Harvard Yard had some new additions this weekend: a forest of tree stumps, a surreal playground and a giant hamster wheel, among others. In the first-ever Yard installation of student art, “‘Place and Site’: A Sculptural Exploration of Harvard Yard” consists of artwork created by students of the Department of Visual and Environmental Studies (VES) under the guidance of VES professors Patrick Strzelec and Jackie Brookner.
Director of the Office for the Arts at Harvard (OFA) Jack Megan describes the venture’s roots in his desire “to see a visual arts presence as well as a performance presence” at Arts First Weekend.
Brian D. Goldstein ’04, one of the student artists, wrote in an e-mail, “It is an opportunity for the average person to get a better idea of what makes up ‘public art.’”
Public art is best defined by its situation in a public place and accessibility to those who might not otherwise seek it out. An ostensible goal of such art is to foster interaction with the viewer in a way that art hung on the wall of a museum cannot; such art engages only in isolation. Public art transforms public space into a venue for intellectual and artistic consideration, and as such aligns quite strongly with the aim of a liberal arts education.
Although this is the first time student work has appeared in the most public space at Harvard, the University has in the past sponsored temporary professional installations in the Yard. In 1994, for example, the OFA collaborated with the Harvard University Art Museums, the Graduate School of Design, and VES to bring British artist David Ward to Harvard.
Ward developed a temporary project with students titled “Canopy,” which consisted of two weeks of recorded readings of “Invisible Cities,” by Italo Calvino, broadcast through speakers hidden in the trees. According to Cathleen McCormick, director of programs at the OFA, the exhibition helped to create a sense of a commons for the Harvard and Cambridge communities.
Other works of art with less potential to irritate do exist on a permanent basis at Harvard. The best-known example is the Henry Moore sculpture, “Four Piece Reclining Figure,” which lounges permanently across from the entrance to Lamont Library. The work, not created to fit this specific site but intended by the artist to be displayed outdoors, was donated to the University in 1981. A less prominent but equally permanent work of public art is displayed on the façade of the main office of the OFA itself on Mt. Auburn St. The artist, Richard Fleischner, “was asked to create a work...to communicate that ‘arts happen here,’” relates McCormick.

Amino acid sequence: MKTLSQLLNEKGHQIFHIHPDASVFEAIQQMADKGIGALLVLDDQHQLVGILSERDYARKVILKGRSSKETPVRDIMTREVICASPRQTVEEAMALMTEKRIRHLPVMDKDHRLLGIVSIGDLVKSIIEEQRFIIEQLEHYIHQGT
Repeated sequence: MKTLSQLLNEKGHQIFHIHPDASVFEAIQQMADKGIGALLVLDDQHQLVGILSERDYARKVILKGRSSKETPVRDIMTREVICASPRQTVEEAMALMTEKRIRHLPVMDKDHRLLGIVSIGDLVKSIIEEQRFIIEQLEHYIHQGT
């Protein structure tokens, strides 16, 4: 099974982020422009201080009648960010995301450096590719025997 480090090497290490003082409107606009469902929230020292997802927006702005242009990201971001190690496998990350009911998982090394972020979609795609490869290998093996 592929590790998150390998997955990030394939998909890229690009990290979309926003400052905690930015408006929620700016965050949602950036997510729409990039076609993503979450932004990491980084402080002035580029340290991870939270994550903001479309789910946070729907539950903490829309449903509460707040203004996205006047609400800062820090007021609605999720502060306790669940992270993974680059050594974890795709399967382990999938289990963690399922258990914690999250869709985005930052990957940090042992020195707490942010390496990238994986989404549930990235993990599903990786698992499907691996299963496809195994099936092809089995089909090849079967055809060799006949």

However, these attempts appear somewhat inert and infrequent when viewed within a larger context. Harvard’s investment in public art is insufficient compared to the nearby Massachusetts Institute of Technology. MIT has a full-time public art curator, who has administered the Percent-for-Art Policy since 1968. The program, modeled on federal policy adopted during the Kennedy administration, allocates one percent of the cost of each new building to the provision of public art. The program has resulted in a rich and diverse group of works and has noticeably infused the MIT landscape with art.
MIT currently has six qualifying building projects, capped at $250,000 each, and two other $80,000 public art endeavors. “It’s been extremely successful and every university should consider implementing such a program,” Kathleen Goncharov, MIT’s public art curator, wrote in an e-mail.
While the expense of such a program is clearly immense, students believe that this should not stop Harvard from creating more space on campus for art with which the community can interact on a daily basis. Goldstein wrote in an e-mail, “It is necessary to provide places in which public art can be properly situated, and it is essential that these not be restricted areas because by the very nature of public art, context is a key component.” Meghan M. Brown ’05, another of the “Place and Site” artists, has a slightly different take. “There are so many spaces that Harvard could use to display art, but doesn’t,” she wrote in an e-mail. “I would love lots of temporary shows for students, in houses, department buildings, outside.” This could be the foundation for an expanded sense of community with constant engagement.
In addition to more backing for student-produced art, the University could expand its collection of permanent public art. “I like to see anything supported that pulls art out of the margins. I think public art is a great way of making something that might be a very high concept more accessible to the general population and putting art in a central place in the minds of people who might not otherwise ponder their relationship to it,” Goldstein wrote.
Brown added, “This project for Arts First is awesome, but it is sad that public student art is relegated to this one short week. It’s a great celebration, but it’s a little like Valentine’s Day. Shouldn’t art be displayed and appreciated every day of the year?”
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